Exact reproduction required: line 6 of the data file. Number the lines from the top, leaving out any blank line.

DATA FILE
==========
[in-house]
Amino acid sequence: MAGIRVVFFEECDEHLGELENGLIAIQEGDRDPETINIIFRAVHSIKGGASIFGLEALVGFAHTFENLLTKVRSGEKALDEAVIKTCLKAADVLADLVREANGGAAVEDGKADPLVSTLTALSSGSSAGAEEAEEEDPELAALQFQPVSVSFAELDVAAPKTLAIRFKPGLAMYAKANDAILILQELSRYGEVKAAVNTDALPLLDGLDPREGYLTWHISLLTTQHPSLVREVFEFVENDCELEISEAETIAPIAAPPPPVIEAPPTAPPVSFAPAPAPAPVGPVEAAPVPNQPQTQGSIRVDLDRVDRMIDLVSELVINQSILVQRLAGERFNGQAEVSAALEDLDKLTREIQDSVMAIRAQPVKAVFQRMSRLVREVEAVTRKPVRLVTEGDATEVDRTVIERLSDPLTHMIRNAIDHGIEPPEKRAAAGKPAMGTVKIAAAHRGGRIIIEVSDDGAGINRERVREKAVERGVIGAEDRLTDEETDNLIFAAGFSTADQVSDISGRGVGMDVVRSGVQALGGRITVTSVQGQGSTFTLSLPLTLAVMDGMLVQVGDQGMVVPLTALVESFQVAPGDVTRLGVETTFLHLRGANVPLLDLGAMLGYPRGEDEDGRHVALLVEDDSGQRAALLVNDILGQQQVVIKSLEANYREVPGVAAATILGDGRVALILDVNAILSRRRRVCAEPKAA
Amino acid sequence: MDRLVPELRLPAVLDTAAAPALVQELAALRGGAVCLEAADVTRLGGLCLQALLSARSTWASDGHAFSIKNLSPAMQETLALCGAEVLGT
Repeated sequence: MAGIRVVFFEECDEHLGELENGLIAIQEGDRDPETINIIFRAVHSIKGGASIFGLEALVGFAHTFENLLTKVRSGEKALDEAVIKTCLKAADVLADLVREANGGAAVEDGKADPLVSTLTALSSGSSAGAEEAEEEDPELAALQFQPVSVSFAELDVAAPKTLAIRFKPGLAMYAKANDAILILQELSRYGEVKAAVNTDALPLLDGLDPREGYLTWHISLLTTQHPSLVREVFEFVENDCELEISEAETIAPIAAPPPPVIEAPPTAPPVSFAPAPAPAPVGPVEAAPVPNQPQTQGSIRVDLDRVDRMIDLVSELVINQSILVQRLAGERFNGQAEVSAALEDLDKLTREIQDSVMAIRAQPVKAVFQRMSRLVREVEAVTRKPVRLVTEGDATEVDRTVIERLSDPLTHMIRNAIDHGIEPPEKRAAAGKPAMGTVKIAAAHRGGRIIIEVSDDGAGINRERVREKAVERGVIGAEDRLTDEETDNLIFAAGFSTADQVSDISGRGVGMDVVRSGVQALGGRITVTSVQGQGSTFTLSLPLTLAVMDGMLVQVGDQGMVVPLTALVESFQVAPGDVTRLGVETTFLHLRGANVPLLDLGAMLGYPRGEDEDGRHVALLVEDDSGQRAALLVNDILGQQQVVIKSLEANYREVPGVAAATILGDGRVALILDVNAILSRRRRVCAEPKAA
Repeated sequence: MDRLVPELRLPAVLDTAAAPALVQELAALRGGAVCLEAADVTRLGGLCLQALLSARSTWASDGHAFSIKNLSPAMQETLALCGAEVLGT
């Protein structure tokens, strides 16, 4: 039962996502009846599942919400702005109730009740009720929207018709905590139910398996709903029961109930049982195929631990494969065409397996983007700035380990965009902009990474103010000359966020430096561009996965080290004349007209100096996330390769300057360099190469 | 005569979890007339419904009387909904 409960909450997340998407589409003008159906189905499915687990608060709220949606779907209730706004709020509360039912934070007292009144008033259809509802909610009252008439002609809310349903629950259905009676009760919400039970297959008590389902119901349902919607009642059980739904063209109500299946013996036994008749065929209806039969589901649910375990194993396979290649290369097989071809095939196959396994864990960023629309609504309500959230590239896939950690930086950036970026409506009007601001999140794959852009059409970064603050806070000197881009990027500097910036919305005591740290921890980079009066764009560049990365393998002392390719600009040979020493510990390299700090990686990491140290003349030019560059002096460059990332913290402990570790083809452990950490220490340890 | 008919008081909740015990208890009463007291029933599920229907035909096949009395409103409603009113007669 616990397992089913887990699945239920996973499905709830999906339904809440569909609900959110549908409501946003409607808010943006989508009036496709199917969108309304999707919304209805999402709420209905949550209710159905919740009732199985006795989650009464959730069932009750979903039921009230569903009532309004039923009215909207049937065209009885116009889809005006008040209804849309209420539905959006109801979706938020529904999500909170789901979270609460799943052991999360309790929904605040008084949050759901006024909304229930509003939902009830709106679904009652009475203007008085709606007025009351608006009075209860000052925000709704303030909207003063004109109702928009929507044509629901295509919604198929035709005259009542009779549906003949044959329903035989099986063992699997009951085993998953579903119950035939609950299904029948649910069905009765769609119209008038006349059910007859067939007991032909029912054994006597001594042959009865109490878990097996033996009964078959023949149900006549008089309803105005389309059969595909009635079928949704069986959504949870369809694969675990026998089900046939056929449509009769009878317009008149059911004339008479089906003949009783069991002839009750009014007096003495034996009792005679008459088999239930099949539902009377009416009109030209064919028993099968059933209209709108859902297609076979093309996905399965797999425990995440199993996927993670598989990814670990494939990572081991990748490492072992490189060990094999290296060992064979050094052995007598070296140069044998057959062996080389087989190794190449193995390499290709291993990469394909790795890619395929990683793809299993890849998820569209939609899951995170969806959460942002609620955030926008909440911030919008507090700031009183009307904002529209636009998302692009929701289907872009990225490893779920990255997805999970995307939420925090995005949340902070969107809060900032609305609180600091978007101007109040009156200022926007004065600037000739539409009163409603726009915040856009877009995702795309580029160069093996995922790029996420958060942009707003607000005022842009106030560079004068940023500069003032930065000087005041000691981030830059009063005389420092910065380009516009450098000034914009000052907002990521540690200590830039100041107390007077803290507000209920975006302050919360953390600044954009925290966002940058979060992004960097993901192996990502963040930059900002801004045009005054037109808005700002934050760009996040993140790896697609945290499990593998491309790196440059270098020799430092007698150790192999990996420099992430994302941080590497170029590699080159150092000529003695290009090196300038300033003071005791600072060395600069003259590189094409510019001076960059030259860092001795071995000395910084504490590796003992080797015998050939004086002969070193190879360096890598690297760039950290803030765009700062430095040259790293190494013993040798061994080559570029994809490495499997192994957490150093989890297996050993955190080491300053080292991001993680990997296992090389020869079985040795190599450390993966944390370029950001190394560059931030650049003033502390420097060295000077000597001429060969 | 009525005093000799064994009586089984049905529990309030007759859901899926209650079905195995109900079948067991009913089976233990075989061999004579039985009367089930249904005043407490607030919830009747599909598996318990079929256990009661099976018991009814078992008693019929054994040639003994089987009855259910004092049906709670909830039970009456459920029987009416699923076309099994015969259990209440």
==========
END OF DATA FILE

């Protein structure tokens, strides 16, 4: 039962996502009846599942919400702005109730009740009720929207018709905590139910398996709903029961109930049982195929631990494969065409397996983007700035380990965009902009990474103010000359966020430096561009996965080290004349007209100096996330390769300057360099190469 | 005569979890007339419904009387909904 409960909450997340998407589409003008159906189905499915687990608060709220949606779907209730706004709020509360039912934070007292009144008033259809509802909610009252008439002609809310349903629950259905009676009760919400039970297959008590389902119901349902919607009642059980739904063209109500299946013996036994008749065929209806039969589901649910375990194993396979290649290369097989071809095939196959396994864990960023629309609504309500959230590239896939950690930086950036970026409506009007601001999140794959852009059409970064603050806070000197881009990027500097910036919305005591740290921890980079009066764009560049990365393998002392390719600009040979020493510990390299700090990686990491140290003349030019560059002096460059990332913290402990570790083809452990950490220490340890 | 008919008081909740015990208890009463007291029933599920229907035909096949009395409103409603009113007669 616990397992089913887990699945239920996973499905709830999906339904809440569909609900959110549908409501946003409607808010943006989508009036496709199917969108309304999707919304209805999402709420209905949550209710159905919740009732199985006795989650009464959730069932009750979903039921009230569903009532309004039923009215909207049937065209009885116009889809005006008040209804849309209420539905959006109801979706938020529904999500909170789901979270609460799943052991999360309790929904605040008084949050759901006024909304229930509003939902009830709106679904009652009475203007008085709606007025009351608006009075209860000052925000709704303030909207003063004109109702928009929507044509629901295509919604198929035709005259009542009779549906003949044959329903035989099986063992699997009951085993998953579903119950035939609950299904029948649910069905009765769609119209008038006349059910007859067939007991032909029912054994006597001594042959009865109490878990097996033996009964078959023949149900006549008089309803105005389309059969595909009635079928949704069986959504949870369809694969675990026998089900046939056929449509009769009878317009008149059911004339008479089906003949009783069991002839009750009014007096003495034996009792005679008459088999239930099949539902009377009416009109030209064919028993099968059933209209709108859902297609076979093309996905399965797999425990995440199993996927993670598989990814670990494939990572081991990748490492072992490189060990094999290296060992064979050094052995007598070296140069044998057959062996080389087989190794190449193995390499290709291993990469394909790795890619395929990683793809299993890849998820569209939609899951995170969806959460942002609620955030926008909440911030919008507090700031009183009307904002529209636009998302692009929701289907872009990225490893779920990255997805999970995307939420925090995005949340902070969107809060900032609305609180600091978007101007109040009156200022926007004065600037000739539409009163409603726009915040856009877009995702795309580029160069093996995922790029996420958060942009707003607000005022842009106030560079004068940023500069003032930065000087005041000691981030830059009063005389420092910065380009516009450098000034914009000052907002990521540690200590830039100041107390007077803290507000209920975006302050919360953390600044954009925290966002940058979060992004960097993901192996990502963040930059900002801004045009005054037109808005700002934050760009996040993140790896697609945290499990593998491309790196440059270098020799430092007698150790192999990996420099992430994302941080590497170029590699080159150092000529003695290009090196300038300033003071005791600072060395600069003259590189094409510019001076960059030259860092001795071995000395910084504490590796003992080797015998050939004086002969070193190879360096890598690297760039950290803030765009700062430095040259790293190494013993040798061994080559570029994809490495499997192994957490150093989890297996050993955190080491300053080292991001993680990997296992090389020869079985040795190599450390993966944390370029950001190394560059931030650049003033502390420097060295000077000597001429060969 | 009525005093000799064994009586089984049905529990309030007759859901899926209650079905195995109900079948067991009913089976233990075989061999004579039985009367089930249904005043407490607030919830009747599909598996318990079929256990009661099976018991009814078992008693019929054994040639003994089987009855259910004092049906709670909830039970009456459920029987009416699923076309099994015969259990209440």